Practicing Presence Through Journaling

journaling presence Nov 25, 2019

Presence can be achieved in many ways, through traditional mindfulness meditation, nature walks, yoga, journaling, and more. But how can journaling be a presence practice? Isn’t that just a way to document your day?

If you’ve been asking those questions, try out the following journaling exercise in three phases, to take you into the present moment, and into your day. It is intended for end-of-day journaling, but you can modify and adjust to your needs.



Shift from trying to write down fully-developed thoughts, to simply making statements based on observations of what is around you, how your body feels right now, your breath. Don’t try to make sense. Just welcome in and accept any thoughts or feelings that arise, and write them down as you have them, in a stream of consciousness. If any questions come up in your thoughts, write them down, but save answering them for later. Allow yourself to wonder.



Recall your day. Be honest and raw. What went well today? Be honest and raw, understanding what brings you joy and why. What would you have changed about today? Be honest and raw, writing down real fears you may have or assumptions that caused you to react in the ways that you did. Reviewing the moments in your day can actually help you process and remember each day more, resulting in a slowing down of the pace of life (mindfulness works this way in general, but this is one way to slow down your perception of time).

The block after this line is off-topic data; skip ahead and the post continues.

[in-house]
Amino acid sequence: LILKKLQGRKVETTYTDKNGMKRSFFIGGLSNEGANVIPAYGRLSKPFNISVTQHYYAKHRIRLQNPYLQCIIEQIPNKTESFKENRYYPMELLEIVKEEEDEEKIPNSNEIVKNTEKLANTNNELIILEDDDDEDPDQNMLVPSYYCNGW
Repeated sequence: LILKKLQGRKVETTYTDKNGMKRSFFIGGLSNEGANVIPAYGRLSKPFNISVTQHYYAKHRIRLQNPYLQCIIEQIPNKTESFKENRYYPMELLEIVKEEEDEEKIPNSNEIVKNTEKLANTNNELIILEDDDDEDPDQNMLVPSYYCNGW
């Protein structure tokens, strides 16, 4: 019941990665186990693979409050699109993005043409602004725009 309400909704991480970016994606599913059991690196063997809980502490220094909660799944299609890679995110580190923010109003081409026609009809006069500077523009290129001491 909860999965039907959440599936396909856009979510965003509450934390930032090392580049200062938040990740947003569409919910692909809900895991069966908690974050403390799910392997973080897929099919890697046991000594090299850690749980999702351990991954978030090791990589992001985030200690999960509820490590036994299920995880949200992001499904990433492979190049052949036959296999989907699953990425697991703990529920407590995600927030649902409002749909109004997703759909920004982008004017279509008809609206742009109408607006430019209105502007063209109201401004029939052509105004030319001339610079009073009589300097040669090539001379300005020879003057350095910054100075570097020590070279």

Pause to examine physical and emotional tensions and recall your day - what happened during your day that may have built up into that tension or that mood? Pause to examine physical and emotional positivity - what happened during your day that may have built up that comfort and happiness? If any emotions require you to take action on them, write those down. For instance, you would normally welcome and accept temporary unhappiness, but if you notice you’re feeling unfulfilled in a particular relationship, it may be time to examine why and make an action plan to talk about and resolve that issue.

Pause to consider any of the questions you posed to yourself in the first phase. Notice how your uncovered feelings from the day may influence your answers.

There are many ways to journal, and this is just how Beth does it. Try a journaling presence practice, modify or replace parts that work better for you, and let us know how it goes!


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